Man on Cliff canstockphoto13401191Consider the value of difficult people when you adjust your personal perspective toward them. In an ideal world, you always get to pick ideal candidates when building your team. In the real world, this is not the case. Rather, you either inherit your team, or discover the reality after they come on board. You get the good, the not so good, and the downright undesirables. Your ability to lead and work with your undesirables often starts with your ability to consider the value of difficult people.

In reality, most of us do not get to choose with whom we must work. Rather than making the best of a bad situation, take steps to turn it into a great situation.

The most popular quote I hear about building a team is from Jim Collins. You have to get the right people on the bus. I seldom hear the second principle that Collins espouses.You have to get them on the right seat.

It is a great principle. I have heard the quote to justify changes and terminating existing employees. Ideally, you get to drive your bus and monitor it at the same time. You control the door and carefully control whom you allow on your bus and where your riders get to sit. You get to stop and let people off your bus at locations that are convenient to you. Many problems can simply be solved by adding, shifting, or dismissing the people you invite on your bus. The theory is perfect, the application is difficult.

At some point, policies, protocol, budgets, contracts, culture, projects, and superiors all seem to get a say in who gets a seat on your bus. You might find yourself in a bad situation whereby you simply have to make the best of a bad situation. Many leaders, and non-leaders, find themselves stuck working with people they would rather see disappear. Your first preference may be to see the wrong people go away, but is it always the most beneficial?

Here are four ways to consider the value of difficult people:

  • Build Your Character: The first reason is personal. Sometimes it takes a character to build character¬Ě. Many careers are cut short because of one’s inability to deal with difficult people. If you cannot figure out a proper response and reflect it in your good character, you may be the one management views as the problem. Building personal character is a life-long process, so you should start today.
  • Discover Opportunity: While others may be gossiping or criticizing the difficult person, your ability to rise above the fray can create an opportunity for you. Become the person who solves problems despite obvious challenges. You may not just help find the solution, but also grow your positive reputation.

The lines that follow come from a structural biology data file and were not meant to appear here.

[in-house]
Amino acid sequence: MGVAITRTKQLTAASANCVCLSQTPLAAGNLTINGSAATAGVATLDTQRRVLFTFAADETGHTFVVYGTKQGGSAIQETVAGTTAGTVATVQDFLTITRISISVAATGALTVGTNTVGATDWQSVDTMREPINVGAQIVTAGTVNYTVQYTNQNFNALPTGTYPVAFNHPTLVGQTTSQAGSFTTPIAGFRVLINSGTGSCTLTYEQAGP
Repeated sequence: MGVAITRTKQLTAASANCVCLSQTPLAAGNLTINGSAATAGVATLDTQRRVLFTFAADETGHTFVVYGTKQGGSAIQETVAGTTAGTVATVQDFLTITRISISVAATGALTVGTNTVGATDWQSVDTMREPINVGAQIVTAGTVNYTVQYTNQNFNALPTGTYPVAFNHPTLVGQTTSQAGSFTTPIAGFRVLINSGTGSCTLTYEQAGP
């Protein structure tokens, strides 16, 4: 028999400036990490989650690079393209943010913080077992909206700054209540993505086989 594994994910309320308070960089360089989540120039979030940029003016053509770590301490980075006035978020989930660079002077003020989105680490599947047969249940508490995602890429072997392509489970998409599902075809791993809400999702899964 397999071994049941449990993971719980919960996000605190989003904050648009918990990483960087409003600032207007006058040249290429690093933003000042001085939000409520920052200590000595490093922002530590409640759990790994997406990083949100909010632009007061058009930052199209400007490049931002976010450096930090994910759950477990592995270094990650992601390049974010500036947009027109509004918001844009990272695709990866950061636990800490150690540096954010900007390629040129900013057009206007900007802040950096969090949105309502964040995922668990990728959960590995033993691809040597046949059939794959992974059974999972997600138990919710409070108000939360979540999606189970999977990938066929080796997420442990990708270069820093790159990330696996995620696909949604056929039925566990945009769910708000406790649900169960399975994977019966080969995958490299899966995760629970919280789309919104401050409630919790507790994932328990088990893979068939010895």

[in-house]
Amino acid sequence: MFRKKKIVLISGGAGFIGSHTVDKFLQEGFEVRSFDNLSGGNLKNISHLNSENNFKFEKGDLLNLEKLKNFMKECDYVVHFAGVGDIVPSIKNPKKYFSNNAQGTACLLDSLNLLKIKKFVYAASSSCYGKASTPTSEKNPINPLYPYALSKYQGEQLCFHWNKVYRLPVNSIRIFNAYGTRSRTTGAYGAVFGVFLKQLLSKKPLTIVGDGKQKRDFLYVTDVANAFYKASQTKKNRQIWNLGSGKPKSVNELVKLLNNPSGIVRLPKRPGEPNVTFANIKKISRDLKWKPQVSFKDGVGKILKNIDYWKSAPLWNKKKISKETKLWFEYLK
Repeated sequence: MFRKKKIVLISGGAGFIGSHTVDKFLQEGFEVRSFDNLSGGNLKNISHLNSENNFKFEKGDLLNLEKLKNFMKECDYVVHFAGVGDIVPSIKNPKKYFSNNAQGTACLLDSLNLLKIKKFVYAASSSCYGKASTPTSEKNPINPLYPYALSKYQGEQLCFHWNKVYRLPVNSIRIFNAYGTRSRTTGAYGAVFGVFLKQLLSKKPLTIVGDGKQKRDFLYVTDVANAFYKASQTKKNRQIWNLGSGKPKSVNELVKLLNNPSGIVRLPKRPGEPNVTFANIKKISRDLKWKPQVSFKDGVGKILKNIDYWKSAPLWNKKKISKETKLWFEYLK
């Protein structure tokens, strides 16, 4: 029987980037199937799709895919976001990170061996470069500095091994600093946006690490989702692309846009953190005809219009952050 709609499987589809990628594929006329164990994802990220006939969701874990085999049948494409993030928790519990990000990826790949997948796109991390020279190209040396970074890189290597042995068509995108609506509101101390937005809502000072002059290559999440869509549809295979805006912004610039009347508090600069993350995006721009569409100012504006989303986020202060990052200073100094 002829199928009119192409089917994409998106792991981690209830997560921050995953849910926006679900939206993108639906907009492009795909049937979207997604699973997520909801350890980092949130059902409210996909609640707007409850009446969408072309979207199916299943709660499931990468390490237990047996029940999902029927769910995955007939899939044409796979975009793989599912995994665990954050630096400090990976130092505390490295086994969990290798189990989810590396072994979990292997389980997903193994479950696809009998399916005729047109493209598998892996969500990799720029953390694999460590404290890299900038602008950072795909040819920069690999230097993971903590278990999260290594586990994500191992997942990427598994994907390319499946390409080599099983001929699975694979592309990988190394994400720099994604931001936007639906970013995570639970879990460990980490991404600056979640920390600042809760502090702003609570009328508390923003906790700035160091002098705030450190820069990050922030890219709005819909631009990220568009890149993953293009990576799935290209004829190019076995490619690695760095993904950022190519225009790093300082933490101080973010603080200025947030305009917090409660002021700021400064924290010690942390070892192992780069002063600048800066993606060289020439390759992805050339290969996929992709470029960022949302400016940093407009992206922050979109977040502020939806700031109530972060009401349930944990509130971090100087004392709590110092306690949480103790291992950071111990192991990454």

• Grow and Learn: While never easy, dealing with difficult people will provide you plenty of learning opportunities. You should be able to leverage your personal growth and expand your influence. View difficult people as an opportunity to stretch into new areas of learning.
  • Invest Yourself: I like to think everyone is redeemable, even though not everyone may support the idea. Once people get the label of being a miserable person, it is difficult for them to shake it. People will give up on them limiting their opportunities. This becomes your opportunity to help them, despite their behavior. They may not appreciate it, but even a word of support while they are absent can improve other people’s attitude toward them.
  • Avoid Keeping Score: Even though you go out of your way to help someone, do not keep score. Let your help be unconditional so they do not become a further distraction to you. Keeping score creates realized and unrealized expectations that the difficult person may have no intention of repaying. Setting expectations give them power you do not want them to have. Give freely and avoid worrying about results.

Consider the value of difficult people as a strategy to help them rather than undermining or avoiding them. Finding mature and honest ways to address their issues help them become valuable contributors making it difficult for others to dismiss them.

Do you agree or disagree with the premise of this blog that we should consider the value of difficult people rather than dismiss them?

Consider the Value of Difficult People